Solar Decathlon 2013
Kentucky/Indiana: University of Louisville, Ball State University, and University of Kentucky
For the U.S. Department of Energy Solar Decathlon 2013, University of Louisville, Ball State University, and University of Kentucky designed the Phoenix House, which helps families rebuild resilient communities in the wake of a natural disaster. The house can be assembled rapidly using a prefabricated main living core and a secondary bedroom module. The house uses durable, low-maintenance, reclaimed materials and an open floor plan with a vaulted ceiling to maximize space. Designed to be self-sustaining, the Phoenix House produces all its energy from photovoltaic panels and recycles much of its own water.
The Phoenix House is a permanent solution for disaster relief housing and is designed to be quickly deployed and assembled while preserving a high standard of living. Using reclaimed materials throughout, the Phoenix House incorporates elements of an old house into a new one. It combines traditional and contemporary aesthetics in the interior and exterior and supports green living by enabling families to be less reliant on nonrenewable sources of energy.
- Exterior cladding made of a fiber cement panel rain screen and reclaimed wood siding is built for high durability and low maintenance.
- The multipurpose living room transforms into an entertainment space, home office, or extra bedroom and extends to a large deck.
- An open floor plan with vaulted ceilings and a loft maximizes space and storage.
- The bathroom doubles as a weather shelter with a steel door, multiple layers of envelope materials, and a non-shattering window.
- The master bedroom features French doors that open to a private patio enclosed by a grapevine-covered green wall.
- A natural kitchen garden provides fresh herbs and vegetables.
- Structural insulated panels in the walls and roof systems enable increased efficiency, ease of construction, and improved structural resistance.
- The sloped roof houses 7.6 kW of solar panels to power the house.
- An energy-recovery ventilator constantly exchanges air to provide high air quality.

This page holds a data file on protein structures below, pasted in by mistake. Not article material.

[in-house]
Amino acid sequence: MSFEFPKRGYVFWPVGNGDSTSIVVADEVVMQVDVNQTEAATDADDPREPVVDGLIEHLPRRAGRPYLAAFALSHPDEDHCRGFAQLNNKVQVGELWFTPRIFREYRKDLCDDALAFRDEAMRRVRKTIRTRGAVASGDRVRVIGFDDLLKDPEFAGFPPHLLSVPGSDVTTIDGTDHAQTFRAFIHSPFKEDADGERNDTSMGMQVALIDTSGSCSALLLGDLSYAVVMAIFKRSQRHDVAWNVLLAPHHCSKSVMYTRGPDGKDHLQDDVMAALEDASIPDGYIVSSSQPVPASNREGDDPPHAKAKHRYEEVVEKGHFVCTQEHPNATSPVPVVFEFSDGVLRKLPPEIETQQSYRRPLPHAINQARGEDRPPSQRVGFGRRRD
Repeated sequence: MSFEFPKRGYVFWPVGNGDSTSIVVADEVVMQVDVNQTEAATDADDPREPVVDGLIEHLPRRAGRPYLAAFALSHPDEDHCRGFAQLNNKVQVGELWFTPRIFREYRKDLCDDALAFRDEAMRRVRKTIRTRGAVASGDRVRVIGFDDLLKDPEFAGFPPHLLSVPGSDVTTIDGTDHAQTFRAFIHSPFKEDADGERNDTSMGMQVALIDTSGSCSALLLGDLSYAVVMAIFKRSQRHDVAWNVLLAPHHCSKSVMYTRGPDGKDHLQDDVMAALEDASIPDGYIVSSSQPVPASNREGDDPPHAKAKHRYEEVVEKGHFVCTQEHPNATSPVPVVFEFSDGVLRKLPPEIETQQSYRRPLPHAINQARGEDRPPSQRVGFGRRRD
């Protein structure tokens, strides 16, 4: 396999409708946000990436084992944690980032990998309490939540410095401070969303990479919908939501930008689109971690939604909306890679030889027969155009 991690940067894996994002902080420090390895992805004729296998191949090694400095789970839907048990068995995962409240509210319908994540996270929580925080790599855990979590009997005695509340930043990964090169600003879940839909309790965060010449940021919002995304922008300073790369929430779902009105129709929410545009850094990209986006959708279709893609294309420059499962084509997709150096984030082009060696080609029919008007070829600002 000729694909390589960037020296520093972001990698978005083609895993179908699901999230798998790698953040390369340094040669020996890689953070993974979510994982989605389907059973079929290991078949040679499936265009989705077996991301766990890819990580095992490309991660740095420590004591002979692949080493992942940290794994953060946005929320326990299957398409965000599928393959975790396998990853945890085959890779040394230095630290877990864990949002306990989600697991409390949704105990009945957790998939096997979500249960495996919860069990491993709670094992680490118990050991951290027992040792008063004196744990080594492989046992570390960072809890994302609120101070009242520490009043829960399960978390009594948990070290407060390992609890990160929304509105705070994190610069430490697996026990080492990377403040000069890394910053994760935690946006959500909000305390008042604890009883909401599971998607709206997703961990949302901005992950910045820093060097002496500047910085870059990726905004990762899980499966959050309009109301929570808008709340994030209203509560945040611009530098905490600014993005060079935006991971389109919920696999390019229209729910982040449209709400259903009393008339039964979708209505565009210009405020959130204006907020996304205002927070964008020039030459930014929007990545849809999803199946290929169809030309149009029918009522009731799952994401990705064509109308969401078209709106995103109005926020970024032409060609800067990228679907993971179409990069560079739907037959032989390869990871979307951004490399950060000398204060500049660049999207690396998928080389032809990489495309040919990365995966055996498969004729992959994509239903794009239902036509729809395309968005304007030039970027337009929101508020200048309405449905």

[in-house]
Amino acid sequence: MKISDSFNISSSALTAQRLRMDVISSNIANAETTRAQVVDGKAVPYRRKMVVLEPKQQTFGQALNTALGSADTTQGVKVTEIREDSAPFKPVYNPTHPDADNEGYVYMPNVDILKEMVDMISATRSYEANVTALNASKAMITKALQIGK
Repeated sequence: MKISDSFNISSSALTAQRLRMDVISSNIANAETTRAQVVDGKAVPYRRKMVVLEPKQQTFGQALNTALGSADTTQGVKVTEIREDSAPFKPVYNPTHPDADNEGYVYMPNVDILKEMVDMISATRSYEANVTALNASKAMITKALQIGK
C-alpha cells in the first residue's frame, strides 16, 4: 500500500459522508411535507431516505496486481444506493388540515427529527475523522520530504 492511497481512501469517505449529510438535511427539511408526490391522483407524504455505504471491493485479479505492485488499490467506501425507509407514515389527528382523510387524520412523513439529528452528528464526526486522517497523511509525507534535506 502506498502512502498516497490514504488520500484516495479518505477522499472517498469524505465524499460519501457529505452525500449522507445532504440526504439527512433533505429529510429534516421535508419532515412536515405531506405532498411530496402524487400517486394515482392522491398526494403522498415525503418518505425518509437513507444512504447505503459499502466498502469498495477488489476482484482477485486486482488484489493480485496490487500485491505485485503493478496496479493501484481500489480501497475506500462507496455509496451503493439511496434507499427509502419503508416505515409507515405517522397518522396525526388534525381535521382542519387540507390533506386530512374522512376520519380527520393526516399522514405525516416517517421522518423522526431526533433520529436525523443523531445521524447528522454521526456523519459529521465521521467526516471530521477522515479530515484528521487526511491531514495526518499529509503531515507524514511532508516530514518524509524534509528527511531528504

- A solar water heating system integrated with the HVAC system increases the overall energy efficiency by sharing energy between the house systems through hot and cold air recovery.
- A motion-controlled, light-emitting diode lighting system maximizes energy efficiency.
- A unique wall system enables electrical and data cabling to be quickly installed with connections made behind a removable baseboard.
The Phoenix house is designed for middle-class families affected by tornados or other natural disasters. Although designed to be built quickly, it is also designed to be durable, safe, and sustainable—reflecting a spirit of permanence and resilience. For its owners, the ultra-efficient house is designed for long-term comfort and cost savings.
After the Solar Decathlon, the Phoenix House will travel to the University of Louisville, where it will serve as the administrative offices of the Conn Center for Renewable Energy Research for two to three years. In addition, the house will be used for educational, research, and outreach activities, including:
- The Conn Center will collect and monitor data on energy use and conduct energy-related research using the house as a test bed.
- Engineering classes will use the house as a teaching tool for solar power generation, energy-efficient design, and home automation and control systems.
- Public tours will be offered to industry and students. The Conn Center will organize tours for high school and undergraduate students and open house events throughout the year for faculty and students. The Conn Center will also host faculty discussions on energy and sustainability research topics.
Mahendra Sunkara, Ph.D